December 4, 2000
Property tax and the City's portion for 2001
by Bronwyn Wilson
Senior Staff Reporter
WOODINVILLE - In the year 2000, Woodinville property owners paid $14.64 per thousand dollars of assessed evaluation in property tax.
A home with an assessed value of $250,000 paid $3,660 in property tax last year. The City's portion of this tax bill was $400, which is 11 percent of the property taxes assessed.
The city tax rate, in effect since 1994, was approved for the year 2001 at the City Council meeting on Nov. 20.
Although the City Council has the authority to establish a rate of about $2.02 per thousand, a rate that would yield an additional $513,900 in General Fund revenue, they decided to keep the dollar amount at $1.60 per thousand dollars of assessed valuation.
By maintaining this rate of $1.60 per thousand, the General Fund should receive about $2,291,000, about $221,000 more than 2000, an increase of about 10.6 percent over the past year, of which 1.6 percent is attributed to new construction. Keeping the rate at $1.60 per thousand when property values are increasing is considered an increase in taxes and will yield an additional $186,000 in revenue. An example of the city's portion of the annual increase would mean an additional $36 for a home with an assessed value of $250,000.
The City Council has also maintained property taxes based on the $1.60 rate in years when valuation increases have been very low, and has accepted very small increases in levy yields.
"The increase due to reassessment will go to specific capital projects," Finance Director Jim Katica said.
Capital projects include street work, land acquisition and major construction. For 2001, the City will use the extra revenue for street improvements, including a right turn lane on 175th and completion of improvements at the intersection of 140th and 175th Streets.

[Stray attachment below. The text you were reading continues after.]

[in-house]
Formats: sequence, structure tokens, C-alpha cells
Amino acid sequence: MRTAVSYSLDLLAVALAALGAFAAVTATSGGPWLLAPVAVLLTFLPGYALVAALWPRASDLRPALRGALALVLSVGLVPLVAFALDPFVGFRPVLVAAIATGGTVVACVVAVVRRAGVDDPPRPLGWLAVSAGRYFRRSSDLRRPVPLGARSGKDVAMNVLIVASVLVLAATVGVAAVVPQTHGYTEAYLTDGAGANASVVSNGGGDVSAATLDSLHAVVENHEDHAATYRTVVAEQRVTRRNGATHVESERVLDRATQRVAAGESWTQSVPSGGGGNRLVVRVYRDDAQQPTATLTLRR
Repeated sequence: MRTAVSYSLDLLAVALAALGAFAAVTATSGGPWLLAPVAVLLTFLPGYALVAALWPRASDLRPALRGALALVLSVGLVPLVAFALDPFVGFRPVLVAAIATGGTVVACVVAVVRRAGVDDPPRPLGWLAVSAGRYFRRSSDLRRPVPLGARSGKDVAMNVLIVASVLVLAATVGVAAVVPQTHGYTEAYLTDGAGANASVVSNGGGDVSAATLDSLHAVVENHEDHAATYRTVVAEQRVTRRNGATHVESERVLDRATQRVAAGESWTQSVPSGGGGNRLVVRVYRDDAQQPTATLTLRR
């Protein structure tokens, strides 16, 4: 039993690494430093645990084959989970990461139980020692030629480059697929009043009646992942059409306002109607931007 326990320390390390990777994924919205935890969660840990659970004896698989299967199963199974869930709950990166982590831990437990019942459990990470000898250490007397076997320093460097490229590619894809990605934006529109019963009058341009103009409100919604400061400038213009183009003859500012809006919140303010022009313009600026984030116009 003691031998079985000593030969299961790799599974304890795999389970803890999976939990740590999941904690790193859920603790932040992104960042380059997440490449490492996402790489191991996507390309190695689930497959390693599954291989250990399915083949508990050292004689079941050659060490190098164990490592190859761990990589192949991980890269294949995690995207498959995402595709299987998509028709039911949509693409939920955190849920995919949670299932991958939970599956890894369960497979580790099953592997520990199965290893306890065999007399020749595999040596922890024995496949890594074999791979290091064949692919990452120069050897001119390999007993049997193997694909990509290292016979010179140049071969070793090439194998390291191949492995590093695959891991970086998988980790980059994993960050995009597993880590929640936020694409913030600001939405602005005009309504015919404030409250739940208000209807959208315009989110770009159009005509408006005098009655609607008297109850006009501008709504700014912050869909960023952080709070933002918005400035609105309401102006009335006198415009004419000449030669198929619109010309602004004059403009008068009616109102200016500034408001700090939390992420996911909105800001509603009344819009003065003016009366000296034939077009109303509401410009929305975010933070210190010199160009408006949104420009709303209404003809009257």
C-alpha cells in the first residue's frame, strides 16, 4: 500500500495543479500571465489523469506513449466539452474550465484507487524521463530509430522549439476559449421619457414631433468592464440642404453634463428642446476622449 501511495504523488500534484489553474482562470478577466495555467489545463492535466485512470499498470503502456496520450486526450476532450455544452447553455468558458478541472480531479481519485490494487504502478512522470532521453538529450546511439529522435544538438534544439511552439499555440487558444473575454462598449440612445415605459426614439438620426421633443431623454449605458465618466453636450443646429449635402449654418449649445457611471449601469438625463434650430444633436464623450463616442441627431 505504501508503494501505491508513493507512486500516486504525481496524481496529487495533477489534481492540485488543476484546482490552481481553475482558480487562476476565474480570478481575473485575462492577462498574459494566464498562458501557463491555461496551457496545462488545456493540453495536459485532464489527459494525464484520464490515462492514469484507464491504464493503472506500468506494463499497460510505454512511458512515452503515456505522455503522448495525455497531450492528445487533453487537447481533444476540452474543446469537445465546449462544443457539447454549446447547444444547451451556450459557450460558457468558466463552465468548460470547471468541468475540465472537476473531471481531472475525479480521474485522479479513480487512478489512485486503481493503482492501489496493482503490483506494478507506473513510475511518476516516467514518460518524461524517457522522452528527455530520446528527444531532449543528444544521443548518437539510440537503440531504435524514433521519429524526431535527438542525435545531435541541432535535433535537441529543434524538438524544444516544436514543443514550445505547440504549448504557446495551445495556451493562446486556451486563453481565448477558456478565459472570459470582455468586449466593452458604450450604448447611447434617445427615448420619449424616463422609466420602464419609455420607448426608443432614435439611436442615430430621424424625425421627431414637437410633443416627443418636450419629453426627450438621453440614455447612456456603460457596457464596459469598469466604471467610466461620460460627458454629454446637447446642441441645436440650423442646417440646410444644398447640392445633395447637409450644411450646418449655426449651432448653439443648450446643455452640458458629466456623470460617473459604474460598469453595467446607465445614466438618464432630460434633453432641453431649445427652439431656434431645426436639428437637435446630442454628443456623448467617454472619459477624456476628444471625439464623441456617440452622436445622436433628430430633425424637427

Katica points out that the majority of the City's revenue comes from the sales tax.
"When we look at General Fund revenue, we're going to receive 8.8 million and 57 percent of the money comes from sales tax revenue," he said.
General Fund revenue, both sales and property taxes, is used for maintenance of our parks and streets, police services, planning and administration and many other services that help make Woodinville a safe, organized, beautiful and pleasant place to live. In light of the newly passed, but potentially litigated, Initiative 722, Katica said the City is prepared to re-prioritize money targeted for capital projects.
The initiative limits increases in property taxes to 2 percent annually and rolls back some tax increases and fees.
Katica said that I-722 would affect the City immediately if it isn't struck down.
However, in preparation for it, he said, "We've kept a fiscally conservative approach."
The Council has approved a budget that leaves the City prepared to implement I-722. While the Council is sensitive to the issue of rapid valuation increases, citizen interest has consistently been expressed to improve the traffic situation in Woodinville.
The rest of the $14.64 tax bill goes toward other entities that provide fire protection, hospital and library services, as well as county services including county government, parks and medical services. The largest portion of the $14.64 property tax bill goes to the Northshore School District at $5.46 per thousand.